Diary

What the German Elections Mean

German Chancellor Angela Merkel, left, delivers a speech as parliamentary faction leader Volker Lauder, center, and EU commissioner Guenther Oettiner, right, applaud after the parliament election at the headquarters of the Christian Democratic Union CDU in Berlin, Germany, Sunday, Sept. 24, 2017. (AP Photo/Michael Sohn)

German Chancellor Angela Merkel, left, delivers a speech as parliamentary faction leader Volker Lauder, center, and EU commissioner Guenther Oettiner, right, applaud after the parliament election at the headquarters of the Christian Democratic Union CDU in Berlin, Germany, Sunday, Sept. 24, 2017. (AP Photo/Michael Sohn)

Although Angela Merkel will return to the position of Chancellor of Germany, the parliamentary elections show that her open borders, pro-globalist vision and Germany’s position in the EU and the world has suffered a setback.  A relatively new party- Alternative for Germany (AfD)- who some have likened to neo-Nazis- is now the third strongest political party in the country.  There are surely some extreme right wing radicals within their ranks and this marks the first time since World War II that such a right wing party will be represented in the Bundestag (calling them neo-Nazis may be going a little too far).

Unlike its extreme right counterparts of the past, the AfD will be much stronger.  They will likely get about 80 deputies.  The AfD, in order to make sure that they remain a viable political party four years from now, will have to make sure that Germany remains divided on important issues facing the country, most notably Germany’s role in the EU and immigration policy.  Therefore, they will likely keep open any divisions in the country since it serves their political ambitions.  They are a “Germany first” party espousing some views that sound suspiciously like those used by Trump in 2016.

Merkel’s conservatives composed of her Christian Democratic Union (CDU) and the Bavarian-based Christian Social Union (CSU) lost power, plain and simple.  Even though Merkel won a fourth term, she cannot count on the center-left Social Democrats (SDP) to form a coalition government.  Instead, she will have to look to the Green Party and the Free Democrats.  Officials within the SDP have already discounted any chance of joining forces with Merkel.  Instead, Merkel needs the Greens and Free Democrats now, but they have no inclination to join one another (although either would join the CDU to block the AfD).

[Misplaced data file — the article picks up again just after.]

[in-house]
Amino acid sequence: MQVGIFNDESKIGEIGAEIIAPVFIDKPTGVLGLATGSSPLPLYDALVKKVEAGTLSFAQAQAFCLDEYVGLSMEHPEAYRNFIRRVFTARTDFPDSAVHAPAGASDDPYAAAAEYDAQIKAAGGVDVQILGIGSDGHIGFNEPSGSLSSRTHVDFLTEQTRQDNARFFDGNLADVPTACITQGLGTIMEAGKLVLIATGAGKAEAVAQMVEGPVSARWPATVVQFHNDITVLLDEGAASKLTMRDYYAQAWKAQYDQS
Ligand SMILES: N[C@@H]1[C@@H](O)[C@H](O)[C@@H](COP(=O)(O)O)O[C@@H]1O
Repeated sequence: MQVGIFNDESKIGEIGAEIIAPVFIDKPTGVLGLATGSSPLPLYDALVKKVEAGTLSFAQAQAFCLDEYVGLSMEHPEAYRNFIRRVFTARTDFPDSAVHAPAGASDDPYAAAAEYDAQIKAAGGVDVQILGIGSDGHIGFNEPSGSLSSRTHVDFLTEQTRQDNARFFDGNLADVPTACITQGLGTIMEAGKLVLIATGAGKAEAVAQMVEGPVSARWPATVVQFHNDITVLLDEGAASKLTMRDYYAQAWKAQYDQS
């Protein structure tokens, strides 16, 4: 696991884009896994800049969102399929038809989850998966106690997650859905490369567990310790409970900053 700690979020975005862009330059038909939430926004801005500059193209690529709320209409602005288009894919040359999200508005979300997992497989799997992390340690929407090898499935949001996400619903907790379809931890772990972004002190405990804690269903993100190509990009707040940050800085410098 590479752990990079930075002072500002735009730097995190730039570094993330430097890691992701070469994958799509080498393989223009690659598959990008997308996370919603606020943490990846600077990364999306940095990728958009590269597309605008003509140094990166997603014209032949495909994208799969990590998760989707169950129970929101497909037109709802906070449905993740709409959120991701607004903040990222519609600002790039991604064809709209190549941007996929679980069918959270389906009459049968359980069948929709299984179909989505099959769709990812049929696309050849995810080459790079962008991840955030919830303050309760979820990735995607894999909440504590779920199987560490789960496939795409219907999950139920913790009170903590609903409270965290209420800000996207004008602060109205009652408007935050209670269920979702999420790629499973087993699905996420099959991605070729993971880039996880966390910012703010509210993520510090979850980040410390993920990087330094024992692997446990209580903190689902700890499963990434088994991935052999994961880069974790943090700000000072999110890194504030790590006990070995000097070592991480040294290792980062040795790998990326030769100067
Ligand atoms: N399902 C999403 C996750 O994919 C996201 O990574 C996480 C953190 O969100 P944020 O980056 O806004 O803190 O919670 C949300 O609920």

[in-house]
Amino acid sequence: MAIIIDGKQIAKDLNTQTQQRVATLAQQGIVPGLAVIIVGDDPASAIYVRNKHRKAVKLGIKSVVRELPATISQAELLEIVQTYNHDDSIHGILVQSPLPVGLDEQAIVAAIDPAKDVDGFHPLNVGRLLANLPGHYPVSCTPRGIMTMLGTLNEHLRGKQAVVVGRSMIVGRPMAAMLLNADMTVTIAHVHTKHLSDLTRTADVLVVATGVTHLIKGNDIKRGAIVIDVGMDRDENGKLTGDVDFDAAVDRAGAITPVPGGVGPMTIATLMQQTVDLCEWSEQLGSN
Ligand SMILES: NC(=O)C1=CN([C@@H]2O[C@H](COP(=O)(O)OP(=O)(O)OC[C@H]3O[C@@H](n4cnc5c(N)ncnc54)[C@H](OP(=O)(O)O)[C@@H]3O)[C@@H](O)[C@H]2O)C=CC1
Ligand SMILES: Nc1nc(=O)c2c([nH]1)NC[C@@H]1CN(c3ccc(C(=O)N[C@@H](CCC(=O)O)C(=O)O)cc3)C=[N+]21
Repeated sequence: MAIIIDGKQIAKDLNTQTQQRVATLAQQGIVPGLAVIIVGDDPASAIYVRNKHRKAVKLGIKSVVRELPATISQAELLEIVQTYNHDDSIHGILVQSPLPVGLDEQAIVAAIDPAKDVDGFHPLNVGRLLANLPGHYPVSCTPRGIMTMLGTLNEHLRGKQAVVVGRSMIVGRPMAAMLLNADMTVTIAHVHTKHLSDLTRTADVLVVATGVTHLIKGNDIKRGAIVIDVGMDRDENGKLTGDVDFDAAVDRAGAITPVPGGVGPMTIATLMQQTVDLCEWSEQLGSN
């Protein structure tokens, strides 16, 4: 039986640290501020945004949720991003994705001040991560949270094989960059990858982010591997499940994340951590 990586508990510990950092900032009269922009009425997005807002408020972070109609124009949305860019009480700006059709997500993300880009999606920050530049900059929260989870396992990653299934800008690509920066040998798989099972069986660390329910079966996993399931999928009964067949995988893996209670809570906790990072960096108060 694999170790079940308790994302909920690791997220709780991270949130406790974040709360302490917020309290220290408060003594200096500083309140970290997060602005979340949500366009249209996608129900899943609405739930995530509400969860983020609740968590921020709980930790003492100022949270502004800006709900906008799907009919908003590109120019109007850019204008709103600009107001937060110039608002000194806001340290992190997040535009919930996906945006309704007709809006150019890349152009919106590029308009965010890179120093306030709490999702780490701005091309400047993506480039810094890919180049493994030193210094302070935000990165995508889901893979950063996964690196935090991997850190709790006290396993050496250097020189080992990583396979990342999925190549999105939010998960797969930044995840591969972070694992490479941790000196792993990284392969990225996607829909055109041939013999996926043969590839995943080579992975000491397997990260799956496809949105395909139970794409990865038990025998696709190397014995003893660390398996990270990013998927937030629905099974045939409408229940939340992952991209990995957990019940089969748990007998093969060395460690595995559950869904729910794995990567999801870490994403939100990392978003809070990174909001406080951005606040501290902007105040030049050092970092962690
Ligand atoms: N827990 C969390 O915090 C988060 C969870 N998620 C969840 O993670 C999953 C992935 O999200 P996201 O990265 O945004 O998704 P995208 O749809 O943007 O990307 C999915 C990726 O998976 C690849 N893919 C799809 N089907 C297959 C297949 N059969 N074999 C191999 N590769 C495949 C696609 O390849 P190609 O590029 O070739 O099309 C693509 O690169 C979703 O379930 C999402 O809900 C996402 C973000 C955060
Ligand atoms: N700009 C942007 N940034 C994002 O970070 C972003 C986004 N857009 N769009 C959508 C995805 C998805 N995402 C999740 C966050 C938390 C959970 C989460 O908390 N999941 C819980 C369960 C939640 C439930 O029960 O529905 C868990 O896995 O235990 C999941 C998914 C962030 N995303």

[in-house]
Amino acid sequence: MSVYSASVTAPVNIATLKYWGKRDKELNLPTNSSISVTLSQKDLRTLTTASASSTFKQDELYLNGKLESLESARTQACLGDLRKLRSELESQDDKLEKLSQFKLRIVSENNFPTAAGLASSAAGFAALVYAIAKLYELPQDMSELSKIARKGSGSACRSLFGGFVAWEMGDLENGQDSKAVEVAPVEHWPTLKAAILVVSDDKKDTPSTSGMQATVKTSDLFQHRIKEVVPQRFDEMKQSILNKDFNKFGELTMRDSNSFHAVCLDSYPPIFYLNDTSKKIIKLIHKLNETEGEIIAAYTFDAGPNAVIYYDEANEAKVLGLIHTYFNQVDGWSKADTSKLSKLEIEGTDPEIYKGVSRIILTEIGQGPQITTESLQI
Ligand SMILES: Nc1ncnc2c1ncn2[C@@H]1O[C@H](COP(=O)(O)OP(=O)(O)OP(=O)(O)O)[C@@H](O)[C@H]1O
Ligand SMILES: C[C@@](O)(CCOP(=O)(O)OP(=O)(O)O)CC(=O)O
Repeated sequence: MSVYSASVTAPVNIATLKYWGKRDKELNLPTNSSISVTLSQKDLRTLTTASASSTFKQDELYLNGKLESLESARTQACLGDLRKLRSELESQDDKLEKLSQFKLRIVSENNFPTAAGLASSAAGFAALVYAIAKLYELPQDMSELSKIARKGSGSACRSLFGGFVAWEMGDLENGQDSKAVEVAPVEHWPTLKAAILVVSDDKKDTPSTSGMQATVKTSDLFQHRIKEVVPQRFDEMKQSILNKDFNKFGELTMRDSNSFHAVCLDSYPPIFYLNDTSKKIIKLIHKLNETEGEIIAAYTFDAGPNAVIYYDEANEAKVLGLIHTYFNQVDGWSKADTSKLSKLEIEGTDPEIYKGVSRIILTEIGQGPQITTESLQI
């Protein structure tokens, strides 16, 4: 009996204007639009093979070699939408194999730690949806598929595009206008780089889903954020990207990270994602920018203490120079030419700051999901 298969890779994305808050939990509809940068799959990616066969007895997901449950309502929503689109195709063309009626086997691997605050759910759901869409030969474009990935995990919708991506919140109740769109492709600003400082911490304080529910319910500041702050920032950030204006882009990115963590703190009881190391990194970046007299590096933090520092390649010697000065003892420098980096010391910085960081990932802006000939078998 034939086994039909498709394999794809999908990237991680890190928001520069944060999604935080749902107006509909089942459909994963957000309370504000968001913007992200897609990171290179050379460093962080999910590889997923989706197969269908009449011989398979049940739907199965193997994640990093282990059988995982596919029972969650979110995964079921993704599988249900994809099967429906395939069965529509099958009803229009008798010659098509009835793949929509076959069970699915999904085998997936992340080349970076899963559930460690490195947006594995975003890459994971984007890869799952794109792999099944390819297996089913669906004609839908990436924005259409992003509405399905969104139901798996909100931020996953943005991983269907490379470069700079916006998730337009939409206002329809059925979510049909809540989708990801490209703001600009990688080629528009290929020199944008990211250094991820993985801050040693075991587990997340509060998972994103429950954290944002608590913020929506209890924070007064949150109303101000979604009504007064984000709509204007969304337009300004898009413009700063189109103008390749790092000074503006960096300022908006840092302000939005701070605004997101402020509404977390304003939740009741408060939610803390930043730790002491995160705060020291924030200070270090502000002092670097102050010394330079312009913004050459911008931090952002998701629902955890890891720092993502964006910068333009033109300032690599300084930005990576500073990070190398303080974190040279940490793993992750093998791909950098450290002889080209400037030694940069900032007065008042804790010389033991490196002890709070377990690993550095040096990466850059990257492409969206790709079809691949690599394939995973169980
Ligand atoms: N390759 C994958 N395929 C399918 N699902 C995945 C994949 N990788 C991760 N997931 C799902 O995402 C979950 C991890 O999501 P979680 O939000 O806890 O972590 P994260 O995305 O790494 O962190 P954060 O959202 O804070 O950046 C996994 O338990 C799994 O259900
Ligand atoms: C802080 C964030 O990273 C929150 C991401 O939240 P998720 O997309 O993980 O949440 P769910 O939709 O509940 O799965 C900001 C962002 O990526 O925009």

The two “big tent” parties- the CDU and SDP- are now the weakest they have been in 60 years.  Eight of the past 12 years, Merkel managed to forge a working partnership with the SDP, but now with blood in the water and a further fraying around the edges of both parties, it appears an every-man-for-his-political self philosophy is setting in.

The SDP is collapsing at a greater rate than Merkel’s party.  Under the leadership of Martin Schultz, there are defections not only to the CDU, but also other parties that now seem more viable.  In fact, this is the worst electoral loss for the SDP since World War II.  They insist the fate of Schultz is not in question, but time will tell if that is the truth.  If they stand opposed to Merkel, as they seem to indicate, then there is the AfD to contend with.

Christian Linder is leader of the Free Democrats.  The last time they joined Merkel’s coalition (2009-2013), they were dominated by the larger party.  This will weigh heavy on Linder who would have preferred to be head of the opposition in the Bundestag rather a part of the coalition government.  Further complicating things is that the last time they joined Merkel’s government, they suffered serious losses at the state level as their message was drowned out.  They will have to navigate those waters again and risk losing seats in state-level parliaments.

The Left Party came out unscathed as far as percentage of votes goes, but they have no chance of being the voice of opposition, or of being asked to join Merkel’s coalition.  With the ascension of the AfD, the Lefties cannot even make a claim to being the “protest vote.”  Traditionally, it is the Left Party that did well in the former East Germany areas, but the AfD made its greatest advances in these regions.

Further, the strong AfD showing places greater stress on the CSU based in Bavaria which faces state elections in 2018.  Horst Seehofer’s relationship with Merkel was already strained to the point that they were considering breaking from the CDU.  These elections may force Seehofer to move his party even further to the right.  In the short term, he wants to win a clear majority in the 2018 Bavarian state elections.  In 2013, they came close with 49.3% of the vote; this year it was 38.5%.  Hence, it appears that the CSU is actually losing influence in Bavaria.

The resulting governing coalition will be nothing like Germany has seen since the end of World War II.  Throwing more uncertainty and chaos into the cauldron, opposition in the Bundestag will be polarized between the SDP on the one hand, and the AfD on the other.

This will be a very interesting next four years in German politics that will have effects on their relationship with the EU (especially over immigration), with the United States, with NATO, with Russia, and ultimately the world.  This chaos may be amusing from a political standpoint, or it may be a dangerous time politically in Germany putting that country at a crossroads.